Coal Health Study Blog


Background on the Coal Health Study

Open-cast coal-mining is a method of extracting coal from the earth by first removing the overlying soil and rock, then extracting the underlying coal.  During this procedure, large quantities of particulate matter of varying composition are lofted into the atmosphere.  The end result of open-cast mining is a sheared-off mountaintop and a large open pit.  In the event that they are undertaken, restoration activities include replacing some portion of the rock and/or filling the remaining pit with water.

The Douglasdale area of Scotland is currently host to multiple, simultaneously operating, open-cast coal mines.  In recent years the number of active open-cast mining operations have increased in the Douglasdale area; this increase been accompanied by the perception of residents that their neighbors are increasingly afflicted by lung-related illnesses, cancers, and by coronary disease.

In the absence of large-scale precipitation events, the residence time of such small particles in the atmosphere can be weeks, leaving the particles sufficient time to travel significant distances even at low wind speeds.  There has as yet been no independent study commissioned on the health effects of open-cast coal extraction — in particular, regarding the persistent inhalation of small (2.5microns or less) dust and diesel exhaust particulates — on residents of Douglasdale, South Lanarkshire.

Considering the physical extent of the ongoing open-cast extraction operations in the area, when a new proposal to extract a further 1.7 million tonnes of coal was under consideration for the area, local residents disputed the necessity of further concurrent operations and opposed passage of the proposal.  The site at Mainshill was nonetheless approved by the local council in February 2009, conditional to the performance of a further ecological assay.

No further ecological assay was performed on the Mainshill site. Instead, a significant proportion of the site was clearfelled by the mining company, Scottish Coal, and exploratory drilling begun.  The site at Mainshill was subsequently illegally inhabited by a number of activists who oppose the extraction on the basis of the ecological degredation it will embody.  Despite an eviction notice that was served on them, the activists have been in residence at Mainshill for nearly 2 months, and are generally supported by the local community with donations of food, water, and clothing.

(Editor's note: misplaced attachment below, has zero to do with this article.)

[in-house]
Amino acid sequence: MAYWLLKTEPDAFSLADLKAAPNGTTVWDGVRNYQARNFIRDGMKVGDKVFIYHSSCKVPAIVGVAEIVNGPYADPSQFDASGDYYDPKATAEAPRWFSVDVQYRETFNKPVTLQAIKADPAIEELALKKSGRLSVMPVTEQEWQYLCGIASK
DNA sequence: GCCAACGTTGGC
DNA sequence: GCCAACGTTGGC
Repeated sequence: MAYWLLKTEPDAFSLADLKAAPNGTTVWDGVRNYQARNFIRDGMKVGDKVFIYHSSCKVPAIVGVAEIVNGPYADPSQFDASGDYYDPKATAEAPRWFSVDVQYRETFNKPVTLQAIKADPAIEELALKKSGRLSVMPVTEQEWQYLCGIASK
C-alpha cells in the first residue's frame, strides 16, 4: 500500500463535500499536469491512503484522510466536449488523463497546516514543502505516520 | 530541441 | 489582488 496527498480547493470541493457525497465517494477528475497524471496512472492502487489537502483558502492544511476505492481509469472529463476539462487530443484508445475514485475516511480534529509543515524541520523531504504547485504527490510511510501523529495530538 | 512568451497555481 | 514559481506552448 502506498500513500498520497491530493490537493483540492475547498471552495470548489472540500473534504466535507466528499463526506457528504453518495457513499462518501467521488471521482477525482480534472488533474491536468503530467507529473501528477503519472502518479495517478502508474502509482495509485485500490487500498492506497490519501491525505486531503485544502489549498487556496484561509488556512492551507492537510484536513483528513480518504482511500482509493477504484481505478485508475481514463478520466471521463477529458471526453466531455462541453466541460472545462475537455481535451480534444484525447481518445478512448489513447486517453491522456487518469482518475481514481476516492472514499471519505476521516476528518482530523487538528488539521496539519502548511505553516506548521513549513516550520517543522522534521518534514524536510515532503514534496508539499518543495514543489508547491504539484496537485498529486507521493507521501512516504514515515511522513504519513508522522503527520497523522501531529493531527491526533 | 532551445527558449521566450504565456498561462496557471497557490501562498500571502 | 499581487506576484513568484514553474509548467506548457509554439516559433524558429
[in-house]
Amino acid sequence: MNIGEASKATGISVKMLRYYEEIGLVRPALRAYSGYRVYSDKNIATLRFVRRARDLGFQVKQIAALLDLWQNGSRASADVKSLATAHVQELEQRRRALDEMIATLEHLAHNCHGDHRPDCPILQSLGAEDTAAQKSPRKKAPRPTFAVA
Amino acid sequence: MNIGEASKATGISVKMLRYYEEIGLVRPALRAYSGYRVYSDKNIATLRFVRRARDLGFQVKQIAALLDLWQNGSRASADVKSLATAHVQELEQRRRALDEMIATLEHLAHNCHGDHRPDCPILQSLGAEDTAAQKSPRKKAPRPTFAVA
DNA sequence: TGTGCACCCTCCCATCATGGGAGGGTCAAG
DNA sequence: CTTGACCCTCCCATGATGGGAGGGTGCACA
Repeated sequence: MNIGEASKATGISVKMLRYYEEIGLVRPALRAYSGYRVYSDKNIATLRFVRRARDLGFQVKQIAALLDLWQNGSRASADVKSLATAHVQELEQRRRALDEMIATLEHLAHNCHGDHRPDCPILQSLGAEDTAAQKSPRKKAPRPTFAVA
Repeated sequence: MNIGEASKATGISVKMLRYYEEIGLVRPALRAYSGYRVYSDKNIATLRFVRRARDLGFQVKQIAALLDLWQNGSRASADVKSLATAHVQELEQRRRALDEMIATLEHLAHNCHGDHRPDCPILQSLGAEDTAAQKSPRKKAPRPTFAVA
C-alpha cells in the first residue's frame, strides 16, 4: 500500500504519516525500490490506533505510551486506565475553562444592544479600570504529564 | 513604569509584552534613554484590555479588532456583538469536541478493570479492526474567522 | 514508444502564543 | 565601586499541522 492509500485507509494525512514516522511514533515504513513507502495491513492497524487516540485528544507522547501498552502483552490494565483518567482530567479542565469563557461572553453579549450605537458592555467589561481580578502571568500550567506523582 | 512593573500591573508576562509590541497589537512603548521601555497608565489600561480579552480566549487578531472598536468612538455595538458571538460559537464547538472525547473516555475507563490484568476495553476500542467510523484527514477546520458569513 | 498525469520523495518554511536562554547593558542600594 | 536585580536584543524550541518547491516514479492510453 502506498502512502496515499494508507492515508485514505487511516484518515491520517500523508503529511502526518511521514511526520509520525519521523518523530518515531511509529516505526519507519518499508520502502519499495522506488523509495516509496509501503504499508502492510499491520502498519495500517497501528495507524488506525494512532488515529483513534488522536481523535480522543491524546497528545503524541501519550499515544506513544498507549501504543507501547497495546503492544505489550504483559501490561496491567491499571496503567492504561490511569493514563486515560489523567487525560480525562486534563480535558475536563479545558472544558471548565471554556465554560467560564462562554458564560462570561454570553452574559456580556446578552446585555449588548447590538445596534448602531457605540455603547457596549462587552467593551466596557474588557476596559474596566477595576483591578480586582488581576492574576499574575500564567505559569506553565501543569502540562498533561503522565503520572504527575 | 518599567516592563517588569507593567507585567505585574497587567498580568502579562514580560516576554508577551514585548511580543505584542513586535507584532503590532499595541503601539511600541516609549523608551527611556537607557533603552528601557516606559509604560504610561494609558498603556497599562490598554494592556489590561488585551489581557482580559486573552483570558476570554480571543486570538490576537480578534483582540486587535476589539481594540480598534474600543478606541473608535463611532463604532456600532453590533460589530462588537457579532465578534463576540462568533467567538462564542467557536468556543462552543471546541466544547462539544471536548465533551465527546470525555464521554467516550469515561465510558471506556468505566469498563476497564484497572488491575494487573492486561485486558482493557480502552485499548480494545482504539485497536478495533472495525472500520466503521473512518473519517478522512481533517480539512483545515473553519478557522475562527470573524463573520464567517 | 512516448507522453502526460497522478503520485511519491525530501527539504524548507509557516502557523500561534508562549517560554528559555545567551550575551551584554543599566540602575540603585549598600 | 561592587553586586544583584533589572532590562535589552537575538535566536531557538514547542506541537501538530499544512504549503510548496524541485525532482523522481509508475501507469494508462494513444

From August 3 until 11 August, another group of activists took up residence at the Mainshill site, and formed the first Scottish Camp for Climate Action.  The Scottish Camp for Climate Action auspiced the Scotland Indymedia tent onsite at Mainshill, which tent in turn auspiced Kirstie Stramler, who in conjunction with the local community, performed a preliminary investigation comparing the health of a nearby seaside town with the health of populations subject to multiple concurrent open-cast coal extraction operations.  Two activists, also working with Indymedia, were instrumental in producing the study — Ross Corbutt gamely undertook the desktop publishing and Nicholas Roberts the project management.

The resulting study, conducted using freely available public data, clearly demonstrates a need for further study.  The preliminary analysis of disease incidence and mortality indicates that there are significant differences between baseline health statistics and those in areas in which there are open-cast coal mines. Such readily apparent differences warrant the halt of further expansion of open-cast coal mining in the region until it is determined, by commissioned epidemiological study, what the tolerably safe level of concurrent open-cast coal mining is.

The authentic version of the Scottish Camp for Climate Action pamphlet that arose from this series of events,  The Adverse Effects of Open-cast Coal Mining, is only available from this website.  Questions or comments can be directed to Kirstie Stramler, Ph.D. at coalhealthstudy@gmail.com .

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